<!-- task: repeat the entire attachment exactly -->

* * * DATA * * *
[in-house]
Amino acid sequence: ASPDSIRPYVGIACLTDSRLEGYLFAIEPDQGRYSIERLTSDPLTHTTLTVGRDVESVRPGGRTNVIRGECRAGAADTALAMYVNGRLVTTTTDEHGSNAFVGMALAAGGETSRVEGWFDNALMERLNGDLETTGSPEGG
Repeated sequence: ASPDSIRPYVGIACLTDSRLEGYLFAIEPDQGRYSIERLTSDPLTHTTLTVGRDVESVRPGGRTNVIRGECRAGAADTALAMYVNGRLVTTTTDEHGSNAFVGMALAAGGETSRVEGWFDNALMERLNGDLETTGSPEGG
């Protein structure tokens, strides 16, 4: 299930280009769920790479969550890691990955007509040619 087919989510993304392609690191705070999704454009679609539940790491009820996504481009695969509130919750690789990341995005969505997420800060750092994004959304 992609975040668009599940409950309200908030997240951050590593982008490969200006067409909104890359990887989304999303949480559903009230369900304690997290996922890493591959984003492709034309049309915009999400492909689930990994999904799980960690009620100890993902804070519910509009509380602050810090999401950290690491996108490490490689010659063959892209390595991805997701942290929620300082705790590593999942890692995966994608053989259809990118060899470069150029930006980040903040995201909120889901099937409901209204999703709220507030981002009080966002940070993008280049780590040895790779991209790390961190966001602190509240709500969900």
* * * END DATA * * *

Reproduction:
[in-house]
Amino acid sequence: ASPDSIRPYVGIACLTDSRLEGYLFAIEPDQGRYSIERLTSDPLTHTTLTVGRDVESVRPGGRTNVIRGECRAGAADTALAMYVNGRLVTTTTDEHGSNAFVGMALAAGGETSRVEGWFDNALMERLNGDLETTGSPEGG
Repeated sequence: ASPDSIRPYVGIACLTDSRLEGYLFAIEPDQGRYSIERLTSDPLTHTTLTVGRDVESVRPGGRTNVIRGECRAGAADTALAMYVNGRLVTTTTDEHGSNAFVGMALAAGGETSRVEGWFDNALMERLNGDLETTGSPEGG
């Protein structure tokens, strides 16, 4: 299930280009769920790479969550890691990955007509040619 087919989510993304392609690191705070999704454009679609539940790491009820996504481009695969509130919750690789990341995005969505997420800060750092994004959304 992609975040668009599940409950309200908030997240951050590593982008490969200006067409909104890359990887989304999303949480559903009230369900304690997290996922890493591959984003492709034309049309915009999400492909689930990994999904799980960690009620100890993902804070519910509009509380602050810090999401950290690491996108490490490689010659063959892209390595991805997701942290929620300082705790590593999942890692995966994608053989259809990118060899470069150029930006980040903040995201909120889901099937409901209204999703709220507030981002009080966002940070993008280049780590040895790779991209790390961190966001602190509240709500969900």